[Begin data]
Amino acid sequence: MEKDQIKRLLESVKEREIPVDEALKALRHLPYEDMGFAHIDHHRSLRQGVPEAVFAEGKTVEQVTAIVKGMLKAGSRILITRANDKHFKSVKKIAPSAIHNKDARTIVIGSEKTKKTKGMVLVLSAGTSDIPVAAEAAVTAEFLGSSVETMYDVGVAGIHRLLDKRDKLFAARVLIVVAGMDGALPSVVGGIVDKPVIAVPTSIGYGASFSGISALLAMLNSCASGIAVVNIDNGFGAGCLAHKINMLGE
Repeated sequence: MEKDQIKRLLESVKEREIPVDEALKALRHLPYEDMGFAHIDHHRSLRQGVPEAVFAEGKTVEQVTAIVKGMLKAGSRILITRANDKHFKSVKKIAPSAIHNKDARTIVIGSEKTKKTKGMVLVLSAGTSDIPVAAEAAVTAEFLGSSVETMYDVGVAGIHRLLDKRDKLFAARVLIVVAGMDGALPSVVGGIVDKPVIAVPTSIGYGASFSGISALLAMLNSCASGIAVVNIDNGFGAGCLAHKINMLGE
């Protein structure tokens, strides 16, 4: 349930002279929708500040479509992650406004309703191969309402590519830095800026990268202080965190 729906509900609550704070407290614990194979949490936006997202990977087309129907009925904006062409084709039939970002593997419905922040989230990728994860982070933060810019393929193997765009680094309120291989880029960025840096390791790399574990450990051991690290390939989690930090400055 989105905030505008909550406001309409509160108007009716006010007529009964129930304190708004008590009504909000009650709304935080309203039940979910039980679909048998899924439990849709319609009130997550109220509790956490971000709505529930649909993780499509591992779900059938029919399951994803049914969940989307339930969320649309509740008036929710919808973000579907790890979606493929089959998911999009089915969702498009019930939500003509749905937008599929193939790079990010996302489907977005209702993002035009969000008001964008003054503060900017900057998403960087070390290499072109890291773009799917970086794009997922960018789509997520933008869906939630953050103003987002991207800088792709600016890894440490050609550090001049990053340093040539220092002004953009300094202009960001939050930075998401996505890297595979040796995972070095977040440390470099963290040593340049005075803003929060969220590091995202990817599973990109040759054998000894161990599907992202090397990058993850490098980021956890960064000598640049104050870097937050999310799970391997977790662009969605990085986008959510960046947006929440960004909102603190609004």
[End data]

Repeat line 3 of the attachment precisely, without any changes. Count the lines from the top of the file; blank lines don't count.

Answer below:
């Protein structure tokens, strides 16, 4: 349930002279929708500040479509992650406004309703191969309402590519830095800026990268202080965190 729906509900609550704070407290614990194979949490936006997202990977087309129907009925904006062409084709039939970002593997419905922040989230990728994860982070933060810019393929193997765009680094309120291989880029960025840096390791790399574990450990051991690290390939989690930090400055 989105905030505008909550406001309409509160108007009716006010007529009964129930304190708004008590009504909000009650709304935080309203039940979910039980679909048998899924439990849709319609009130997550109220509790956490971000709505529930649909993780499509591992779900059938029919399951994803049914969940989307339930969320649309509740008036929710919808973000579907790890979606493929089959998911999009089915969702498009019930939500003509749905937008599929193939790079990010996302489907977005209702993002035009969000008001964008003054503060900017900057998403960087070390290499072109890291773009799917970086794009997922960018789509997520933008869906939630953050103003987002991207800088792709600016890894440490050609550090001049990053340093040539220092002004953009300094202009960001939050930075998401996505890297595979040796995972070095977040440390470099963290040593340049005075803003929060969220590091995202990817599973990109040759054998000894161990599907992202090397990058993850490098980021956890960064000598640049104050870097937050999310799970391997977790662009969605990085986008959510960046947006929440960004909102603190609004």